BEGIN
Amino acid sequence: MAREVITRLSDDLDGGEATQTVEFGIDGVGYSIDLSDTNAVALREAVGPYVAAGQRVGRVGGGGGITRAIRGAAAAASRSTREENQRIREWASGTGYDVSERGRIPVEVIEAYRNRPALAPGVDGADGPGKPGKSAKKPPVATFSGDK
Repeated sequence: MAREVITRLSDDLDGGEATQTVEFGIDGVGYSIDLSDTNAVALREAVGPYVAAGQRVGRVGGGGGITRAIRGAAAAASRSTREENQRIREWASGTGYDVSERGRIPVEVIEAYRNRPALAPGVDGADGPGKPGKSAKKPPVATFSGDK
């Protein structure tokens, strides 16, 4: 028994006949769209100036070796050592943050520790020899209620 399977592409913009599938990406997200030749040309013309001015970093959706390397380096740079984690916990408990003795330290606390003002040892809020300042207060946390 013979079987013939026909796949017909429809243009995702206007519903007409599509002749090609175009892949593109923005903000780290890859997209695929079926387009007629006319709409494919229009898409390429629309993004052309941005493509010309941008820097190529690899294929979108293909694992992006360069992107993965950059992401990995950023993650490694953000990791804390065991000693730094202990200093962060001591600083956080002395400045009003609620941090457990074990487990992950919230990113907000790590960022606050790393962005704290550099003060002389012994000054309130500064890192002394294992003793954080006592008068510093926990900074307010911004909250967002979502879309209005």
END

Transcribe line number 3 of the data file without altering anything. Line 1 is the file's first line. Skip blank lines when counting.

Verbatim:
């Protein structure tokens, strides 16, 4: 028994006949769209100036070796050592943050520790020899209620 399977592409913009599938990406997200030749040309013309001015970093959706390397380096740079984690916990408990003795330290606390003002040892809020300042207060946390 013979079987013939026909796949017909429809243009995702206007519903007409599509002749090609175009892949593109923005903000780290890859997209695929079926387009007629006319709409494919229009898409390429629309993004052309941005493509010309941008820097190529690899294929979108293909694992992006360069992107993965950059992401990995950023993650490694953000990791804390065991000693730094202990200093962060001591600083956080002395400045009003609620941090457990074990487990992950919230990113907000790590960022606050790393962005704290550099003060002389012994000054309130500064890192002394294992003793954080006592008068510093926990900074307010911004909250967002979502879309209005």